Compiling data to better assess, understand and forecast complex forest landscape changes is the goal of a four-year, multidisciplinary regional project led by the University of Maine.
The project, led by Aaron Weiskittel, UMaine professor of forest biometrics and modeling, and Irving Chair of Forest Ecosystem Management, was awarded $6 million from the National Science Foundation, with $3 million contingent on project progress and availability of funds.
“Forests are changing rapidly, while the technology to better monitor them is, too. This project will help support and sustain northern New England’s unique working forests, which many rural communities rely on for their livelihoods.” Aaron Weiskittel
Expertise and facilities from UMaine, the University of New Hampshire and the University of Vermont will be used to build a digital framework that integrates, analyzes and visualizes complex data streams across the region’s vast forest. Emerging computational, monitoring, remote sensing and visualization technologies will be integrated into a digital framework that will create a natural laboratory for scientific experimentation by providing comprehensive spatial and temporal measurements of the forest that can be readily accessed by scientists, land managers and policymakers.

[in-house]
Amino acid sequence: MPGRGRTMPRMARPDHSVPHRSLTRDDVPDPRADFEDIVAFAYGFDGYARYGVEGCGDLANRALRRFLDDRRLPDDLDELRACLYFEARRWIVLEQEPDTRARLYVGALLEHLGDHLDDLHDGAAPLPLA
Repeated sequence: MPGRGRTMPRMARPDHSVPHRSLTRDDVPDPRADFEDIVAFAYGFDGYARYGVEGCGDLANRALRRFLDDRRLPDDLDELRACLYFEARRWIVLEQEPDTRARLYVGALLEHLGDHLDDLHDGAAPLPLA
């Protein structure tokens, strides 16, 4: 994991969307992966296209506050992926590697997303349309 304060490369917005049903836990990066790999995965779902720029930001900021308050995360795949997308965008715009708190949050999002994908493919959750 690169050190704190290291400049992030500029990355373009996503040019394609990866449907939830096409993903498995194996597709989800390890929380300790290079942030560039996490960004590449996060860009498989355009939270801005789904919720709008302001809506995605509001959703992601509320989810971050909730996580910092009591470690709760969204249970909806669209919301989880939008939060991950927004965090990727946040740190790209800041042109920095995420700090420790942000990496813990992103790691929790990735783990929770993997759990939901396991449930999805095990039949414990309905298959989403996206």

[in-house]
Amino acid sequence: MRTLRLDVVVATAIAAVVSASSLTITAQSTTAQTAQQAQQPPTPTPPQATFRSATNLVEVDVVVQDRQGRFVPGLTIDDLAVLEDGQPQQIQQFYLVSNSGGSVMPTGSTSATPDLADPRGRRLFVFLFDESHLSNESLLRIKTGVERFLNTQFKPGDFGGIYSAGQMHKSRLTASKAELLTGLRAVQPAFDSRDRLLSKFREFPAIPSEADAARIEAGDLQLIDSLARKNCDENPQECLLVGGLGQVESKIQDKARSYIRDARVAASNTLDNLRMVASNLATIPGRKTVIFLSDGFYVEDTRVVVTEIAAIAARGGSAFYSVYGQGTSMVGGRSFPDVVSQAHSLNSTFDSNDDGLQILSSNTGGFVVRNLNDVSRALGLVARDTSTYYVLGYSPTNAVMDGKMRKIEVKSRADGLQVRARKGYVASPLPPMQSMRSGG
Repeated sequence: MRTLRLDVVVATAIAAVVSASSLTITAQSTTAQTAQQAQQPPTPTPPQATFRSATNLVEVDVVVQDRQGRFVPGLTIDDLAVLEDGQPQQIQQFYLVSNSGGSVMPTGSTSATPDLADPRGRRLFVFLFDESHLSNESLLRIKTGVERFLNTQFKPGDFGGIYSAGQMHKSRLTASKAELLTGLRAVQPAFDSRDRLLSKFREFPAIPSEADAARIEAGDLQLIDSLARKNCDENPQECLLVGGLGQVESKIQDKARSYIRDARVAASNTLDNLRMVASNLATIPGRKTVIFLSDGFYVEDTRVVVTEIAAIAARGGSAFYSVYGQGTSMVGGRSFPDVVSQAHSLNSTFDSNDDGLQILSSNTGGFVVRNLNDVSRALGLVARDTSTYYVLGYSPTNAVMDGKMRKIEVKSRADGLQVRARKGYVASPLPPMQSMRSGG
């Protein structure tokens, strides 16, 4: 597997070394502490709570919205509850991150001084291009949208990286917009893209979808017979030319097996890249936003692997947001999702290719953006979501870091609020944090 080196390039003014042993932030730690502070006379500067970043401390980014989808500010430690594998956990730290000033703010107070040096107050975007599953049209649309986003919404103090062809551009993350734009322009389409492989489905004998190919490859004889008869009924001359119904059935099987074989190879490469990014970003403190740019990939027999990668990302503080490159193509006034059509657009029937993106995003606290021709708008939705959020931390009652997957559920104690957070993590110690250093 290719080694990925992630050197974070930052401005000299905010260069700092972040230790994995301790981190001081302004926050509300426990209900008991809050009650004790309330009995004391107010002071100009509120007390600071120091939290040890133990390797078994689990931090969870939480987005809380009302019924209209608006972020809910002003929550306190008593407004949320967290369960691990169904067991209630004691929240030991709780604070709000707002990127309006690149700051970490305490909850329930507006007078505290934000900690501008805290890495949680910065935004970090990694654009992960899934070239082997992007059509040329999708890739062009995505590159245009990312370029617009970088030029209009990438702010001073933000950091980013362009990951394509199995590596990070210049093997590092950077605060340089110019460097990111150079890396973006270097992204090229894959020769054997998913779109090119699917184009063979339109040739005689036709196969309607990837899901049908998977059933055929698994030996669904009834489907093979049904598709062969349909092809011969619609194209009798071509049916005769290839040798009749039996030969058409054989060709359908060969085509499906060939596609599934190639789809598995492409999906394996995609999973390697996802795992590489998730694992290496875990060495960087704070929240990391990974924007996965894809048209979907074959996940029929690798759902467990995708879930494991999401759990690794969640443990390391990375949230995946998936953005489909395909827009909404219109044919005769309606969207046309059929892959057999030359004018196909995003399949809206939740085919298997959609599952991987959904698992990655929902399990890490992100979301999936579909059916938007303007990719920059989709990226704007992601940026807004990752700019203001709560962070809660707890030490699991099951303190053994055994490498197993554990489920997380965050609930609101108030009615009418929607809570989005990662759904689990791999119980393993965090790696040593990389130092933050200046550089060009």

“Leveraging Intelligent Informatics and Smart Data for Improved Understanding of Northern Forest Ecosystem Resiliency (INSPIRES)” also aims to strengthen workforce development and broaden participation in STEM education, particularly among students with diverse backgrounds, skills and interests.
INSPIRES will draw from a variety of established programs and disciplines, including data science, ecology, electrical engineering, computer programming and communication. Faculty and students from the three institutions will collaborate on the development of a virtual, regional Complex Systems Research Institute that will facilitate ongoing analysis of natural ecosystem integrity and resilience from multiple scientific perspectives. The institute will include large-scale simulations from alternative futures, such as climate variability, atmospheric pollution, land use and changes in regulatory policies. More information is online: crsf.umaine.edu/inspires.